Christie says he awoke Wednesday morning, went to the gym and then got a call from an aide about a report in a New Jersey newspaper with the bombshell allegations about his aides.

He was “blindsided” and “shocked,” saying it was all new to him.

Then came this revelation:

“I haven’t had a lot of sleep the last two nights, and I’ve been doing a lot of soul-searching.”

Two nights?

If Christie found out about the emails a day before he spoke to the media, what kept him up the first night?


There’s another question besides that. This aide of his that he fired, the woman who sent the e-mail: “Okay, time for traffic problems in Fort Lee.” The fact that that meant what it meant means that there is a culture there. If I, in my normal day, let’s say I got an e-mail: “Okay, time for traffic problems.” I wouldn’t have the slightest idea what to do with that. But somebody did. They knew exactly what that meant. That, to me, is quite telling, on both ends. The aide sends the e-mail, and the recipient of the e-mail knew what to do with it. Okay, time for traffic problems in Fort Lee.

Okay, well, what kind of stuff like that went on before that that was essentially the education? ‘Cause I doubt there was ever a meeting, “Look, there may be a day when we’ll send you an e-mail, and it’ll say ‘Time for traffic problems in Fort Lee.’ What that means is, you close down three lanes or two lanes for a month and you cause all kinds of traffic so that we can end up blaming it on the mayor there.” I doubt that meeting was ever held.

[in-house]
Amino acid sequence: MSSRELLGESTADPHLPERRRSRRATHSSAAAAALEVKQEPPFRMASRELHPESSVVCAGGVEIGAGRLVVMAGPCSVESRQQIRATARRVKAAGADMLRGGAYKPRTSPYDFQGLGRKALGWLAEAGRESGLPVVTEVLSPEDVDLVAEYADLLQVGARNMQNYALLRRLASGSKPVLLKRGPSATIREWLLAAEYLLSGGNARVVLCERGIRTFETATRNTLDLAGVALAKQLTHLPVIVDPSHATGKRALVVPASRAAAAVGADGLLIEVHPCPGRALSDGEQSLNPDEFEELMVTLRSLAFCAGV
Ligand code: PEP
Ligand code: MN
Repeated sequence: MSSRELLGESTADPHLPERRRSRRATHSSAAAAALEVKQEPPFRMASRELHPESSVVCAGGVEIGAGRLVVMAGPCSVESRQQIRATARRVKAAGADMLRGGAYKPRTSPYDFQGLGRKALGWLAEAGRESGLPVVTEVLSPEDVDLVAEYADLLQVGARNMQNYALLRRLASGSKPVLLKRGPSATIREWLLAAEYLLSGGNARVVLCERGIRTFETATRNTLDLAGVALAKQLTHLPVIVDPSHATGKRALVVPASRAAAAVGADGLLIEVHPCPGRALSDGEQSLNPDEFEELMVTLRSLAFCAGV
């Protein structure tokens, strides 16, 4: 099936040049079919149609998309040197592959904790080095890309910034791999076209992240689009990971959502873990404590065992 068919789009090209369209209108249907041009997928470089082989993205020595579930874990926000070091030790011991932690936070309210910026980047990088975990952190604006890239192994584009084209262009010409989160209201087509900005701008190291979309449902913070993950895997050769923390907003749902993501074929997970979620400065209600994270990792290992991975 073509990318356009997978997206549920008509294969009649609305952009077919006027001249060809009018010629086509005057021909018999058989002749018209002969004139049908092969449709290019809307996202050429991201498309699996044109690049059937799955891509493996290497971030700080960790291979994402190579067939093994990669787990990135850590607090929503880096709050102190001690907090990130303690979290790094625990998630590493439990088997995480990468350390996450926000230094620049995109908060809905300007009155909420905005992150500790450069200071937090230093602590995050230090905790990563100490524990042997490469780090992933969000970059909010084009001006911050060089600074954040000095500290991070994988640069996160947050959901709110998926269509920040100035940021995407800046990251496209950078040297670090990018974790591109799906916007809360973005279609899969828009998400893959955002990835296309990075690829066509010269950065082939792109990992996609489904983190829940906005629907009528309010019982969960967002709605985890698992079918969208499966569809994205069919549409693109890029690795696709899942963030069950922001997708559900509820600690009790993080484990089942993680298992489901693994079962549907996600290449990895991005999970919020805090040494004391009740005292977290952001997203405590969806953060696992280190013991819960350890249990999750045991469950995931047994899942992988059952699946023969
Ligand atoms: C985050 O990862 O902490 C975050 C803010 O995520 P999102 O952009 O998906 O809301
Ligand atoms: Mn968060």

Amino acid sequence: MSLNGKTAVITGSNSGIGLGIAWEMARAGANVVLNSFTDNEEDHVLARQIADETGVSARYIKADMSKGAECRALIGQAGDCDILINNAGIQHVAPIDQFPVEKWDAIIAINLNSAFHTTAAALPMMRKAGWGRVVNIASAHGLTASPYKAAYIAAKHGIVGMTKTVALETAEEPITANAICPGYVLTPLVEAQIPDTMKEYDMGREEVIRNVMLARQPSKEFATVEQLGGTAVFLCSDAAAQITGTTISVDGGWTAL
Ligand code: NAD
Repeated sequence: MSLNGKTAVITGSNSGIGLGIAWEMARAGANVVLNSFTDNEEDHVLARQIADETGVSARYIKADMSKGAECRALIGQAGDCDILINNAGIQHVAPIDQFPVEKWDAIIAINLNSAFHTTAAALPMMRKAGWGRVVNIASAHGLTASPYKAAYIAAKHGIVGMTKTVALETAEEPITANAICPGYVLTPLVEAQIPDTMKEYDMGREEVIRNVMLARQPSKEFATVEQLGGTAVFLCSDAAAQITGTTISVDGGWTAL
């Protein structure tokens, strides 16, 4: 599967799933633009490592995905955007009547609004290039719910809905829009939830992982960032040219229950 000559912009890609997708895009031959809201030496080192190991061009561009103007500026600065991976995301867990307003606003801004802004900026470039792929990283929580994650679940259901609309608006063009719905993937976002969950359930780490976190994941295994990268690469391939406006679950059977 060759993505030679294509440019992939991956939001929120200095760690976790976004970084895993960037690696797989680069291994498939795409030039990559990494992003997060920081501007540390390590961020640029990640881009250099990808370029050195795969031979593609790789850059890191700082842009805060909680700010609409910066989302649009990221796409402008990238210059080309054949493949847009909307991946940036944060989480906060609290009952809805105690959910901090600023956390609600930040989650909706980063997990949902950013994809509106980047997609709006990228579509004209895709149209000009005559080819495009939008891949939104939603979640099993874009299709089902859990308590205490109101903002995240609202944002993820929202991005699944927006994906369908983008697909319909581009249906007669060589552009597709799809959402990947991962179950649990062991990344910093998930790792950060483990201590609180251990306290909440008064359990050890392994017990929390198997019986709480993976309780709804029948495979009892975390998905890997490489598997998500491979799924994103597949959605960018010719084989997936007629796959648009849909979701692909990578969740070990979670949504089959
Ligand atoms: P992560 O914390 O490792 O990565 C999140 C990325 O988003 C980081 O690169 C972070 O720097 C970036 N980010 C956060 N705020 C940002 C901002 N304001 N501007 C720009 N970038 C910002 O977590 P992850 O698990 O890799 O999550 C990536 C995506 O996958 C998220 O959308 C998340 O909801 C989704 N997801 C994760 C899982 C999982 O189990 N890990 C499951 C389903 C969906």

So what the e-mail means is, whoever sent it — well, the woman that sent it and the recipient knew that that means the mayor of Fort Lee is a scumbag and it’s time to get even with this scumbag, and we’re gonna pay this scumbag back by ruining traffic in his town. So there’s a culture there. Eventually somebody will get on to that.


Gridlockgate — has anyone called it that yet? — is at the top of the scandal scale. It sounds like the kind of thing Nixon’s more reckless operatives might have tried, but at least they confined their mischief to their political enemies. Christie’s political hatchet-wielders directed their mischief in a manner that disrupted the lives of thousands of ordinary citizens entirely removed from and blameless in the partisan conflicts of the state’s political class…

These scandals are more consequential to American government than abusing the placement of traffic cones for a few days, and it would be good if Republicans had a candidate in 2016 able to make the comprehensive case about the systematic corruption at the heart of government today. But it is harder for Christie to make this case now, having handed his enemies a cheap retort.


A new Rasmussen Reports telephone survey finds that 54% of Likely New Jersey Voters believe it’s at least somewhat likely that Christie was aware that traffic lanes onto the George Washington Bridge were being closed as retaliation for the mayor of Fort Lee’s refusal to support the governor’s reelection…

Fifty-six percent (56%) of New Jersey voters believe Christie should resign if it is proven that he approved of retaliation against an elected official who refused to support him. Just 29% disagree, while 15% are not sure…

Thirty-nine percent (39%) of all voters in the state say they are less likely to vote for Christie to be president in 2016 because of the Fort Lee incident. Fourteen percent (14%) are more likely to vote for him. Another 39% say the incident will have no impact on their voting decision.